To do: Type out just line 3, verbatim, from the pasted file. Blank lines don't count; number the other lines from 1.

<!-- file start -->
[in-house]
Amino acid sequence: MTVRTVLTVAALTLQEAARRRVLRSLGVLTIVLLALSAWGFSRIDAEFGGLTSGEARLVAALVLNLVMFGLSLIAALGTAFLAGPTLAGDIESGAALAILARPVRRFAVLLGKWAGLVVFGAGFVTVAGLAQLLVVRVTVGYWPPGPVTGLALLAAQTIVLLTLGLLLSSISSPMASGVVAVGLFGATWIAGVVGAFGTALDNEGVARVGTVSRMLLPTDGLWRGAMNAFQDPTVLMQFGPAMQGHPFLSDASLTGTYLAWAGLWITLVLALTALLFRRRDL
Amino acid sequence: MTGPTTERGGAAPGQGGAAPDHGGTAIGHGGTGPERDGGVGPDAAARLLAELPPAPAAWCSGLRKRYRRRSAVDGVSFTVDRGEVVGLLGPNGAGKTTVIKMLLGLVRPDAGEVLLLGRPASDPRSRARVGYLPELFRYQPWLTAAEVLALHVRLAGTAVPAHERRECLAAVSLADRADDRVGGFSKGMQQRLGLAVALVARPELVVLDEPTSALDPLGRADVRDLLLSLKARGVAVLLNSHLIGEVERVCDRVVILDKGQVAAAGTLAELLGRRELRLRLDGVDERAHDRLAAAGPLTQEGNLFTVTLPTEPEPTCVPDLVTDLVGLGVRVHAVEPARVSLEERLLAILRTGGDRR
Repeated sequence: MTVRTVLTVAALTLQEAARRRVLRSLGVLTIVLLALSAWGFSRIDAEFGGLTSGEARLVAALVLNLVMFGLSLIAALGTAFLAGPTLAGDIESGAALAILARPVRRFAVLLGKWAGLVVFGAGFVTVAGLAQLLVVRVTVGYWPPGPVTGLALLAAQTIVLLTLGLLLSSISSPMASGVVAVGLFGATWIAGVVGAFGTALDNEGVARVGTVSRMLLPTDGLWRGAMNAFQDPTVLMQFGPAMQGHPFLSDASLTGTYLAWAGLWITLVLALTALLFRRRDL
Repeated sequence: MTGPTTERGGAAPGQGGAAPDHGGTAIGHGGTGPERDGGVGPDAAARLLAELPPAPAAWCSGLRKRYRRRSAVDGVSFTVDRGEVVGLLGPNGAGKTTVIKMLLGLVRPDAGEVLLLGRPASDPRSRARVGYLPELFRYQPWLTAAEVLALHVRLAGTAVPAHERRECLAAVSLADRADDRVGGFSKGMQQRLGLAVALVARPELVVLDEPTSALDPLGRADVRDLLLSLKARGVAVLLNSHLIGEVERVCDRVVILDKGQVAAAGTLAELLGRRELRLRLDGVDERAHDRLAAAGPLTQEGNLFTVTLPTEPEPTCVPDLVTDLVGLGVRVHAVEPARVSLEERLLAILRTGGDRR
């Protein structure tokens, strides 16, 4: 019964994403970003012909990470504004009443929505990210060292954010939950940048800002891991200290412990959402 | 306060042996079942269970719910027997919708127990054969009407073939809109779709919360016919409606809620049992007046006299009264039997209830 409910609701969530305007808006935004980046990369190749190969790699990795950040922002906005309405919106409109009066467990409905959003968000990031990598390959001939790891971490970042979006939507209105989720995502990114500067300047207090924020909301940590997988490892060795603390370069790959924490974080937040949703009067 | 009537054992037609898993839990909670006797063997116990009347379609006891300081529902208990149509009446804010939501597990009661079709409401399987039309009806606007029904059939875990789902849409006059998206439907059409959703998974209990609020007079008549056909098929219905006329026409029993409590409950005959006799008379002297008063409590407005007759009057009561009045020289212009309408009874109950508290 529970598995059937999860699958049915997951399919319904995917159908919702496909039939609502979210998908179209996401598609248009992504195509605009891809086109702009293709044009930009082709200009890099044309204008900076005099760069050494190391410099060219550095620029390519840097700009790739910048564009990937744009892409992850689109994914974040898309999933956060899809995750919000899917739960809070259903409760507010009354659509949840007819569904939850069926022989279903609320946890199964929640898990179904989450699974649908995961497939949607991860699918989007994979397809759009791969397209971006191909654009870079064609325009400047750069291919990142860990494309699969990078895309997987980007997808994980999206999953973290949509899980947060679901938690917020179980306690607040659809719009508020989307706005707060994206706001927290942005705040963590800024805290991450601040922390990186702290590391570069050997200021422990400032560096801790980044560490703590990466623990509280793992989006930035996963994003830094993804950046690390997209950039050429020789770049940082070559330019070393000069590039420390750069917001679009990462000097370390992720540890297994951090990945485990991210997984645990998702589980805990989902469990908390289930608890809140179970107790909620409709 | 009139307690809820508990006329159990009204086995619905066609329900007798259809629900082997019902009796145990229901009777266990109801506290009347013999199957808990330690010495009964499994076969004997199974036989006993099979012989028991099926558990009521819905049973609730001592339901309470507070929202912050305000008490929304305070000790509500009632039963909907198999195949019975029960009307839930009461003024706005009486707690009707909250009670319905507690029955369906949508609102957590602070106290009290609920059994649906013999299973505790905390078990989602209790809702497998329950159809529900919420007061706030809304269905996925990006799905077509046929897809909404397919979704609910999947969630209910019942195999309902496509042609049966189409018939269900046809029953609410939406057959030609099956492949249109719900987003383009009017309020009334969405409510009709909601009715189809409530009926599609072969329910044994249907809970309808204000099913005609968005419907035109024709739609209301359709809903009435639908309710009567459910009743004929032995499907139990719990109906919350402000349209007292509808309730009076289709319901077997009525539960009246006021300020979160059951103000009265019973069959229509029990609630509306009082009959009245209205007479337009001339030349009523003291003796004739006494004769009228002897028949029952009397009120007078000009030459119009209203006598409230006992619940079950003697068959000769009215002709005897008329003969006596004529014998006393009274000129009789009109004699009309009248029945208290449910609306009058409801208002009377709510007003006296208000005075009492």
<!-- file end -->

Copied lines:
Amino acid sequence: MTGPTTERGGAAPGQGGAAPDHGGTAIGHGGTGPERDGGVGPDAAARLLAELPPAPAAWCSGLRKRYRRRSAVDGVSFTVDRGEVVGLLGPNGAGKTTVIKMLLGLVRPDAGEVLLLGRPASDPRSRARVGYLPELFRYQPWLTAAEVLALHVRLAGTAVPAHERRECLAAVSLADRADDRVGGFSKGMQQRLGLAVALVARPELVVLDEPTSALDPLGRADVRDLLLSLKARGVAVLLNSHLIGEVERVCDRVVILDKGQVAAAGTLAELLGRRELRLRLDGVDERAHDRLAAAGPLTQEGNLFTVTLPTEPEPTCVPDLVTDLVGLGVRVHAVEPARVSLEERLLAILRTGGDRR